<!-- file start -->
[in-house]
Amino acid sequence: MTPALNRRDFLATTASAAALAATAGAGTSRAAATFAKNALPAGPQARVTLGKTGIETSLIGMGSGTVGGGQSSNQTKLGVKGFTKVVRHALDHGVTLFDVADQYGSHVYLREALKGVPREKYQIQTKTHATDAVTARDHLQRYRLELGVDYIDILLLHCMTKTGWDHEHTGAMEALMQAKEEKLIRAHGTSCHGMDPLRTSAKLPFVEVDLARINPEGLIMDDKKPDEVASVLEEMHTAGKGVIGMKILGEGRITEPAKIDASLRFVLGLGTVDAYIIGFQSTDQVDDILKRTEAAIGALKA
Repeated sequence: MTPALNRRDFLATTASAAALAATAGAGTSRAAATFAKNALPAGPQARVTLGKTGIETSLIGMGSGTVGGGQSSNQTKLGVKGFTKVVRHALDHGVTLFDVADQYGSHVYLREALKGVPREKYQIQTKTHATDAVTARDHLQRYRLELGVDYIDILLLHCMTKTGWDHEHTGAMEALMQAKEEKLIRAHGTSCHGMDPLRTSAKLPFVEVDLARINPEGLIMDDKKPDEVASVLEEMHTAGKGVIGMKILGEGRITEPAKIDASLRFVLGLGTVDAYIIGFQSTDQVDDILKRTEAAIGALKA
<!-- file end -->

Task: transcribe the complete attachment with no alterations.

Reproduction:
[in-house]
Amino acid sequence: MTPALNRRDFLATTASAAALAATAGAGTSRAAATFAKNALPAGPQARVTLGKTGIETSLIGMGSGTVGGGQSSNQTKLGVKGFTKVVRHALDHGVTLFDVADQYGSHVYLREALKGVPREKYQIQTKTHATDAVTARDHLQRYRLELGVDYIDILLLHCMTKTGWDHEHTGAMEALMQAKEEKLIRAHGTSCHGMDPLRTSAKLPFVEVDLARINPEGLIMDDKKPDEVASVLEEMHTAGKGVIGMKILGEGRITEPAKIDASLRFVLGLGTVDAYIIGFQSTDQVDDILKRTEAAIGALKA
Repeated sequence: MTPALNRRDFLATTASAAALAATAGAGTSRAAATFAKNALPAGPQARVTLGKTGIETSLIGMGSGTVGGGQSSNQTKLGVKGFTKVVRHALDHGVTLFDVADQYGSHVYLREALKGVPREKYQIQTKTHATDAVTARDHLQRYRLELGVDYIDILLLHCMTKTGWDHEHTGAMEALMQAKEEKLIRAHGTSCHGMDPLRTSAKLPFVEVDLARINPEGLIMDDKKPDEVASVLEEMHTAGKGVIGMKILGEGRITEPAKIDASLRFVLGLGTVDAYIIGFQSTDQVDDILKRTEAAIGALKA